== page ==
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Which Is the Greenest College Campus in Your State?
Colleges across the U.S. have been making headlines for environmentally conscious polices and student activism. For example, the University of Dayton became the first U.S. Catholic college to divest from fossil fuels, Washington University students were arrested protesting Peabody Coal, and 130+ universities joined in a movement to measure the sustainable dining on campus.
There are numerous ways to judge how “green” a school is, including a close look at college campuses. eCollegeFinder has created a map illustrating the greenest college campuses in each state, as judged by College Prowler.
College Prowler ranked each school on a 1 to 10 scale, and while they did not disclose the criteria used, they summed up the motivation behind the rating system as follows: “These days, schools boast a high number of LEED-certified facilities and sustainability initiatives. The following colleges and universities are striving for a more eco-friendly future.”
Only one school received a perfect 10: Pitzer College in California.
See if your school made the list.
And, in case you’re a little rusty on college logos, here’s the breakdown of universities and College Prowler green campus ratings by state:
Alabama: Auburn University – 8.6
Alaska: University of Alaska Fairbanks – 8.05
Arizona: Northern Arizona University – 9.67
Arkansas: Hendrix College – 9.06
California: Pitzer College – 10
Colorado: University of Colorado Boulder – 9.8
Connecticut: Yale University – 9.36
Delaware: University of Delaware – 8.61
Florida: Florida Gulf Coast University – 9.8
Georgia: Emory University – 9.65
Hawaii: Chaminade University of Honolulu – 8.18
Idaho: Brigham Young University - Idaho – 8.45
Illinois: Loyola University Chicago – 9.21
Indiana: Ball State University – 9.11
Iowa: Iowa State University – 9.19
Kansas: University of Kansas – 8.43
Kentucky: Berea College – 8.73
Louisiana: Tulane University – 8.5
Maine: Bowdoin College – 9.54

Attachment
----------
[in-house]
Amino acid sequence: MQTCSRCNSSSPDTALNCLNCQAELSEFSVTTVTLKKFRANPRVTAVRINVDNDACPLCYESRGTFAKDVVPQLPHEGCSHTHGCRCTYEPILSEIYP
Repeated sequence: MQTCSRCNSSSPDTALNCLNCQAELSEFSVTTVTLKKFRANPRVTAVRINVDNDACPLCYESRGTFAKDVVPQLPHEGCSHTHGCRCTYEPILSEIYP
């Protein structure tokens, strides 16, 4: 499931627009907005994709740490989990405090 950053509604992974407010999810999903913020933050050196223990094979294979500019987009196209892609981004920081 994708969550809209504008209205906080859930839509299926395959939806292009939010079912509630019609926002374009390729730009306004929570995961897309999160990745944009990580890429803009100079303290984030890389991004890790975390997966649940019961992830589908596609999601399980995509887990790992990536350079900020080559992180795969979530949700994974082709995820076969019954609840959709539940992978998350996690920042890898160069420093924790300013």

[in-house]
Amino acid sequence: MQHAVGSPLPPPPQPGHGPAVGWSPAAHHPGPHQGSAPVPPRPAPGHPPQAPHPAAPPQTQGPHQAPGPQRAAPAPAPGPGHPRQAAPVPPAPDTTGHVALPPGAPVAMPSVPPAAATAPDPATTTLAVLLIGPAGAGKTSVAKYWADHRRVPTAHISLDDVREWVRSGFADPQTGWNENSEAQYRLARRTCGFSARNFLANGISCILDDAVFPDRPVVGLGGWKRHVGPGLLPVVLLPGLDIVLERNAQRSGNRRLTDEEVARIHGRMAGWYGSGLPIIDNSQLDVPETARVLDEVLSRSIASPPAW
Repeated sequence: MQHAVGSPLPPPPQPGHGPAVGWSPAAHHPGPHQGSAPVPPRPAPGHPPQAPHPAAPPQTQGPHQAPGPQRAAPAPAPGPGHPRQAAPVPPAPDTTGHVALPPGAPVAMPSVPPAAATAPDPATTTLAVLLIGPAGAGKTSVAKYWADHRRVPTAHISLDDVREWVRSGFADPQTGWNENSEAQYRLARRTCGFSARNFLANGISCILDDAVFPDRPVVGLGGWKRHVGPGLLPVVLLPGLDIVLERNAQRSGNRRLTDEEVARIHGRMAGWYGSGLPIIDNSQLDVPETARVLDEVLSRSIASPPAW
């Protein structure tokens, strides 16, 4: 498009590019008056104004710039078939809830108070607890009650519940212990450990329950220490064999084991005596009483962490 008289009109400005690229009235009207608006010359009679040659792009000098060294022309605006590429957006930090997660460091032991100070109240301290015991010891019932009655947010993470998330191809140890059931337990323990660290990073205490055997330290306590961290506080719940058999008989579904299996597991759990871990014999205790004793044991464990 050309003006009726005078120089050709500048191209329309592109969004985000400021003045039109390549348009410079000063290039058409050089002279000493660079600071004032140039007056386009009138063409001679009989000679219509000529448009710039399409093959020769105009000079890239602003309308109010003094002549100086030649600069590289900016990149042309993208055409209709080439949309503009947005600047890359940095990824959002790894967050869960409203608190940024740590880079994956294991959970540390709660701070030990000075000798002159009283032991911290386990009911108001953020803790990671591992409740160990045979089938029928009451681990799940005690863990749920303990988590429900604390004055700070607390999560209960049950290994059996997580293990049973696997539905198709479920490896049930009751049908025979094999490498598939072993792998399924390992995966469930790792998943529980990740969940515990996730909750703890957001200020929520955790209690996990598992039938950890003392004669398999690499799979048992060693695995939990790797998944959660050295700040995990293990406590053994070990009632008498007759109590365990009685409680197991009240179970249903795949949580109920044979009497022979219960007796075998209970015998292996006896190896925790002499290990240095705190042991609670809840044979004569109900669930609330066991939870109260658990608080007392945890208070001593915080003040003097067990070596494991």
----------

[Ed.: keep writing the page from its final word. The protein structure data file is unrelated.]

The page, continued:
Maryland: Goucher College – 9.47
Massachusetts: Smith College – 9.47
Michigan: Grand Valley State University – 9.47
Minnesota: Carleton College – 9.19
Mississippi: University of Mississippi – 8.5
Missouri: Washington University in St. Louis – 9.36
Montana: University of Montana – 8.7
Nebraska: Hastings College – 8.35
Nevada: Sierra Nevada College – 8.45
New Hampshire: University of New Hampshire – 8.8
New Jersey: Richard Stockton College of New Jersey – 8.71
New Mexico: University of New Mexico – 7.94
New York: Ithaca College – 9.42
North Carolina: Elon University – 9.41
North Dakota: University of North Dakota – 8.15
Ohio: Oberlin College – 9.31
Oklahoma: Oklahoma State University – 8.76
Oregon: University of Oregon – 9.67
Pennsylvania: Allegheny College – 9.19
Rhode Island: Brown University – 8.81
South Carolina: Furman University – 9.13
South Dakota: South Dakota School of Mines and Technology – 8.32
Tennessee: Vanderbilt University – 8.91
Texas: University of North Texas – 9.52
Utah: Westminster College – 9.14
Vermont: University of Vermont – 9.41
Virginia: James Madison University – 8.84
Washington: University of Washington – 9.46
West Virginia: West Virginia University – 8.02
Wisconsin: University of Wisconsin – Stevens Point – 9.13
Wyoming: University of Wyoming – 8.38
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Colorado River Has Lost 1.5 Billion Tons of Water to the Climate Crisis, 'Severe Water Shortages' May Follow
California is headed toward drought conditions as February, typically the state's wettest month, passes without a drop of rain. The lack of rainfall could lead to early fire conditions. With no rain predicted for the next week, it looks as if this month will be only the second time in 170 years that San Francisco has not had a drop of rain in February, according to The Weather Channel.